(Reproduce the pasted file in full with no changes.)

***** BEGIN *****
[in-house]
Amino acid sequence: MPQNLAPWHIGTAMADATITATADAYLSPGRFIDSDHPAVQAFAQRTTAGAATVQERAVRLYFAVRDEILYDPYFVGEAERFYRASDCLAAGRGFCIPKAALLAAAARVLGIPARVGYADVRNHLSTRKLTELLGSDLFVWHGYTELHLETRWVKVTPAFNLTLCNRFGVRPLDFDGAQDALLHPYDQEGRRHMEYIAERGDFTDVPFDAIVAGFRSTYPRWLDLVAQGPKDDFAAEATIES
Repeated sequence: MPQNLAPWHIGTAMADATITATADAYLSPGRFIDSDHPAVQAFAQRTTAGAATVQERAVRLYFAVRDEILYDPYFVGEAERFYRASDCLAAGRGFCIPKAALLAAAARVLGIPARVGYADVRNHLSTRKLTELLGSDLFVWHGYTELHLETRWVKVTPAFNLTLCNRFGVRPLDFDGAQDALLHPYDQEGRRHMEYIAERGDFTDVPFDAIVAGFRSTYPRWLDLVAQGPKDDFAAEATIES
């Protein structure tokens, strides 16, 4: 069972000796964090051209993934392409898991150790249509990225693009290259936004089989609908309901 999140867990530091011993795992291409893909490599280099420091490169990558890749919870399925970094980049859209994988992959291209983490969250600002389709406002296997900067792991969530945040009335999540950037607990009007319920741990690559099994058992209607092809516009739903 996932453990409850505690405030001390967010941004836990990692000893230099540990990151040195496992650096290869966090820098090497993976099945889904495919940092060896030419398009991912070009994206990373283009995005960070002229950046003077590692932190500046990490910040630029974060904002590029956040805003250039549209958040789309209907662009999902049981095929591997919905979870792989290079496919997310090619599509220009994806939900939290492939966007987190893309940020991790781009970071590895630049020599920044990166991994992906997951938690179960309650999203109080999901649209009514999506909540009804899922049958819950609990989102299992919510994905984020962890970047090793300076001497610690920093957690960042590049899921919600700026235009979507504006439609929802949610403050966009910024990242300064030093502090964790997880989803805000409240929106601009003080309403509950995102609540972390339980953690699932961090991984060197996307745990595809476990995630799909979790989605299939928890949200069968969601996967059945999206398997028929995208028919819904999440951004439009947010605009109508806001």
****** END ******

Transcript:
[in-house]
Amino acid sequence: MPQNLAPWHIGTAMADATITATADAYLSPGRFIDSDHPAVQAFAQRTTAGAATVQERAVRLYFAVRDEILYDPYFVGEAERFYRASDCLAAGRGFCIPKAALLAAAARVLGIPARVGYADVRNHLSTRKLTELLGSDLFVWHGYTELHLETRWVKVTPAFNLTLCNRFGVRPLDFDGAQDALLHPYDQEGRRHMEYIAERGDFTDVPFDAIVAGFRSTYPRWLDLVAQGPKDDFAAEATIES
Repeated sequence: MPQNLAPWHIGTAMADATITATADAYLSPGRFIDSDHPAVQAFAQRTTAGAATVQERAVRLYFAVRDEILYDPYFVGEAERFYRASDCLAAGRGFCIPKAALLAAAARVLGIPARVGYADVRNHLSTRKLTELLGSDLFVWHGYTELHLETRWVKVTPAFNLTLCNRFGVRPLDFDGAQDALLHPYDQEGRRHMEYIAERGDFTDVPFDAIVAGFRSTYPRWLDLVAQGPKDDFAAEATIES
């Protein structure tokens, strides 16, 4: 069972000796964090051209993934392409898991150790249509990225693009290259936004089989609908309901 999140867990530091011993795992291409893909490599280099420091490169990558890749919870399925970094980049859209994988992959291209983490969250600002389709406002296997900067792991969530945040009335999540950037607990009007319920741990690559099994058992209607092809516009739903 996932453990409850505690405030001390967010941004836990990692000893230099540990990151040195496992650096290869966090820098090497993976099945889904495919940092060896030419398009991912070009994206990373283009995005960070002229950046003077590692932190500046990490910040630029974060904002590029956040805003250039549209958040789309209907662009999902049981095929591997919905979870792989290079496919997310090619599509220009994806939900939290492939966007987190893309940020991790781009970071590895630049020599920044990166991994992906997951938690179960309650999203109080999901649209009514999506909540009804899922049958819950609990989102299992919510994905984020962890970047090793300076001497610690920093957690960042590049899921919600700026235009979507504006439609929802949610403050966009910024990242300064030093502090964790997880989803805000409240929106601009003080309403509950995102609540972390339980953690699932961090991984060197996307745990595809476990995630799909979790989605299939928890949200069968969601996967059945999206398997028929995208028919819904999440951004439009947010605009109508806001």